Returning from the Caucasus, the poet lived with his family in his estate in Simbirsk province. He often visited Moscow. Months of agonizing inaction flowed out again for him, even more responsive to him, because after the Persian war the Turkish war began, and he was deprived of participation in it. Only in 1831, he was once again called to the military field in connection with the rebellion that broke out in Poland. March 12 Davydov arrived at the main apartment of the Russian troops, and was deeply moved by the reception he was given. Old and young, familiar and unfamiliar officers and soldiers greeted Davydov with undisguised joy. He took the leadership of the three Cossack regiments and one dragoon. 6 April, his detachment took the attack Vladimir-Volynsky, destroying the forces of the rebels. Then he, along with the detachment of Tolstoy to the fortress of Zamost, pursued the corps of Khrzhanovsky, and then commanded the forward detachments in the Ridiger corps. In September, 1831 he returned to Russia and already forever "hung his sword on the wall."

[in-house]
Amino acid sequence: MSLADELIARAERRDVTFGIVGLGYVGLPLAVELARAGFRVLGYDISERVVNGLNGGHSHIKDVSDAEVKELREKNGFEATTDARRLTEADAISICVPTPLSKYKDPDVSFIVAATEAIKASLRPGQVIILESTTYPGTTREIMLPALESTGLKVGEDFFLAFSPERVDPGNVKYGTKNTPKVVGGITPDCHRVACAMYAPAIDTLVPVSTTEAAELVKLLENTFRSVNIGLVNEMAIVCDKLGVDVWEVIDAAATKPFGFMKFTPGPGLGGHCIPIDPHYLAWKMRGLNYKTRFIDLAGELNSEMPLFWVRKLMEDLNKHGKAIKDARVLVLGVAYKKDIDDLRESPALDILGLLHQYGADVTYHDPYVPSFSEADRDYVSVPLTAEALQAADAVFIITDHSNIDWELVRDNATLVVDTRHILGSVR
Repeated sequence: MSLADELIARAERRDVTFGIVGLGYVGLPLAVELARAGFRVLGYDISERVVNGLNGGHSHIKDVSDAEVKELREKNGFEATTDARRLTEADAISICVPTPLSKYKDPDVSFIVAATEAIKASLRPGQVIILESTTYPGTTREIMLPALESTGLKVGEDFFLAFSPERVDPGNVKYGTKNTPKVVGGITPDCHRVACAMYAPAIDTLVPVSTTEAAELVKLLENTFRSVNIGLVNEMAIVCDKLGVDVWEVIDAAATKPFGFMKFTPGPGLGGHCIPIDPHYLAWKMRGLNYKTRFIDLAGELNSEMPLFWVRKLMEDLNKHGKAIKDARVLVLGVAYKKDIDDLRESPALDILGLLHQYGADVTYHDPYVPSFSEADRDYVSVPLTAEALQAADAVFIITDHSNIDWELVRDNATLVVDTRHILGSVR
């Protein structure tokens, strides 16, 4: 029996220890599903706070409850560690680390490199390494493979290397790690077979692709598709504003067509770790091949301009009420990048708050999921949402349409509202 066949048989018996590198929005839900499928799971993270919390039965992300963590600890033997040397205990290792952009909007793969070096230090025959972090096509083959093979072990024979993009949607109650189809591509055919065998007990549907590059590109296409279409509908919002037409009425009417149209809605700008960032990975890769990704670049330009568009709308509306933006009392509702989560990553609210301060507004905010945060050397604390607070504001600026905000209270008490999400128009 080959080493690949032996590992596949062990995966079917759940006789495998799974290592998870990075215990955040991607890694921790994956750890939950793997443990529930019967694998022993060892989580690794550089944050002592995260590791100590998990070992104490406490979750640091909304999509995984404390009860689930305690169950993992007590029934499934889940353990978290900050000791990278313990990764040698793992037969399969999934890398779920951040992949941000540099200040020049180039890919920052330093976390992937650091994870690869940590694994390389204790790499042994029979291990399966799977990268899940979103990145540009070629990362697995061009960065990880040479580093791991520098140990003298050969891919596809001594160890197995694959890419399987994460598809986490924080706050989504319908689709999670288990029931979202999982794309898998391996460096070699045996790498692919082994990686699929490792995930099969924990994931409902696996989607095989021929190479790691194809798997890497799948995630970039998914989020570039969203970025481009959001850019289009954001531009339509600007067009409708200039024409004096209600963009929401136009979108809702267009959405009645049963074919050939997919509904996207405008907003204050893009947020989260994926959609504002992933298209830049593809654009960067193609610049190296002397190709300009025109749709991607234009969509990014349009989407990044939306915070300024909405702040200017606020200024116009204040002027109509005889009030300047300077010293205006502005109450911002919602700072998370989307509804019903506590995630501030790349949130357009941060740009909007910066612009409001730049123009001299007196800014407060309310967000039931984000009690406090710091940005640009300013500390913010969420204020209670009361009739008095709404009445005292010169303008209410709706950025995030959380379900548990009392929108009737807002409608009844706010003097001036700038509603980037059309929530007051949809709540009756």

The last years of his life Denis Vasilievich spent in the village of Verkhnyaya Maza, which belonged to his wife. Here he continued to write poetry, read a lot, hunted, was engaged in housekeeping and raising children, corresponded with Pushkin, Zhukovsky, Walter Scott and Vyazemsky. 22 April 1839 Denis Davydov died on the fifty-fifth year of his life from an apoplexy. His ashes were buried in the cemetery of the Novodevichy Convent in the capital of Russia.
According to the materials of the books of N. A. Zadonsky "Denis Davydov" and A.G. Makarov "Russian in the Caucasus. Epoch of Yermolov and Paskevich "